When Ailyn Pérez and Stephen Costello came together to sing Puccini’s ill-fated lovers in Cincinnati Opera’s La bohème, it was a match made in opera heaven. The Enquirer called Pérez’s Mimì “radiant” and Costello’s Rodolfo “wonderfully sung,” and praised the “warmth of tone and effortless high notes” of their duet; likewise, Music in Cincinnati reported: “The two singers made an attractive and emotionally appealing couple, with fresh young voices that soared. … The chemistry between Costello and Pérez was potent.” Now – in the first of three collaborations together this spring – the lyric soprano and tenor dubbed “America’s fastest-rising husband-and-wife opera stars” (Associated Press) reprise the same roles at Los Angeles Opera, where they headline the company’s signature production of Puccini’s masterpiece. Marking Costello’s house debut, the revival opens for six performances on May 12.
“I feel very comfortable with Ailyn on stage and that allows me to be more intimate in love scenes,” Costello explains. “I also think she is a singer who takes chances when given and that means I have to take chances in order to hold my own on stage.” He adds: “Bohème is very special because we both sang it for the first time together and that is when we started dating.”
Pérez expands on her very operatic love story with her husband now of four years:
“Stephen and I were studying at the Academy of Vocal Arts together. We had worked together in the past, singing opposite each other in La traviata and L’elisir d’amore, but Bohème is what brought us together. We had always been friends, but it was during rehearsals for Bohème that we started dating. I lived alone in a tiny little attic around the corner from Stephen, where he lived with a few other guys – just like Mimì and Rodolfo! After rehearsals we liked to blow off some steam, and Stephen asked me out dancing to the salsa club across the street from where he lived. My response was ‘you don’t salsa!’, but surprisingly enough, he can! He tried to kiss me on the way home, but I turned him down. That didn’t last long though, and over the next few months we fell in love. A lot of couples fall in love over Bohème, and lots of them have a line from the opera that is special to them. My favorite line is ‘Sempre tua per la vita’ [‘always yours, for life’], which Mimì tells Rodolfo in their Act III break-up scene.”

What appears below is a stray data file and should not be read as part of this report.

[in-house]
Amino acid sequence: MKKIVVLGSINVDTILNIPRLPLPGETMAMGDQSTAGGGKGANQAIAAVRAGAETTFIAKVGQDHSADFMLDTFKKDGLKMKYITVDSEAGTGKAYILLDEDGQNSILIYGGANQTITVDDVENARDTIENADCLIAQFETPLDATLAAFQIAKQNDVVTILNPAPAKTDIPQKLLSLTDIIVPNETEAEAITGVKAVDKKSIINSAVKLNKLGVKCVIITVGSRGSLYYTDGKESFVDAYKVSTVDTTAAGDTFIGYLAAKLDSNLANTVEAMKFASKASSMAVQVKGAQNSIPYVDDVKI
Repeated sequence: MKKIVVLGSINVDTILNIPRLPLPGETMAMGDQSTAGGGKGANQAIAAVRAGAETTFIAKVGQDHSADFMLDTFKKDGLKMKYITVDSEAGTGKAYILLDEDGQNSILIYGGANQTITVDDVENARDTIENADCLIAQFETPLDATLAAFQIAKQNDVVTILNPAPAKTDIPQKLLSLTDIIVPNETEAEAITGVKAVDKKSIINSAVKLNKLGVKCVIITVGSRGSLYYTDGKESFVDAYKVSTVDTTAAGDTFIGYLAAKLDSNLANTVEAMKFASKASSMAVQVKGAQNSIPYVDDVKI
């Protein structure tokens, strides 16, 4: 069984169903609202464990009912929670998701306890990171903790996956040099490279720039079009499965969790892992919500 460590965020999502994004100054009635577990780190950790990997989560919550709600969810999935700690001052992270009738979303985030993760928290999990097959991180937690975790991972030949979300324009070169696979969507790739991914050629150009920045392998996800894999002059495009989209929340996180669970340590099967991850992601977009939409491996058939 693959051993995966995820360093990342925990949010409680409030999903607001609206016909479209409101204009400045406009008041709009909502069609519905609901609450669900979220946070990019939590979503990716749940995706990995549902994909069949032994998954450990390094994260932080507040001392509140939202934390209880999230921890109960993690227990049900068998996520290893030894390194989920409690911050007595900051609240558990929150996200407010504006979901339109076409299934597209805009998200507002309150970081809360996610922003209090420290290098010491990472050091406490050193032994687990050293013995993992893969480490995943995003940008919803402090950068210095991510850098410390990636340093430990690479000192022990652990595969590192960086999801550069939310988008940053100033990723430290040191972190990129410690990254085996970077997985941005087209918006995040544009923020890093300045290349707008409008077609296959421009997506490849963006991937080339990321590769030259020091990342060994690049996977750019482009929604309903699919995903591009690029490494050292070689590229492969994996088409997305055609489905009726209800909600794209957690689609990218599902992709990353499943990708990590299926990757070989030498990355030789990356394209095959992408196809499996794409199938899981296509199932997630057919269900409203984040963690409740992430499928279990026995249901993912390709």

Originally created by iconic film director Herbert Ross, the L.A. Opera’s La bohème has been credited with “maintaining the work’s charm, while breathing vitality into its characters and supplying imaginative new action” (Variety). Conducted by Patrick Summers, music director of the Houston Grand Opera, and featuring a strong supporting cast, the new revival is staged by director Gregory A. Fortner.
Pérez and Costello spent the holiday season on the other side of the Atlantic, where they took London by storm, appearing (in different casts) as the romantic leads in Richard Eyre’s production of La traviata at Covent Garden. As the Independent described, the tenor’s dramatic impact was both immediate and powerful: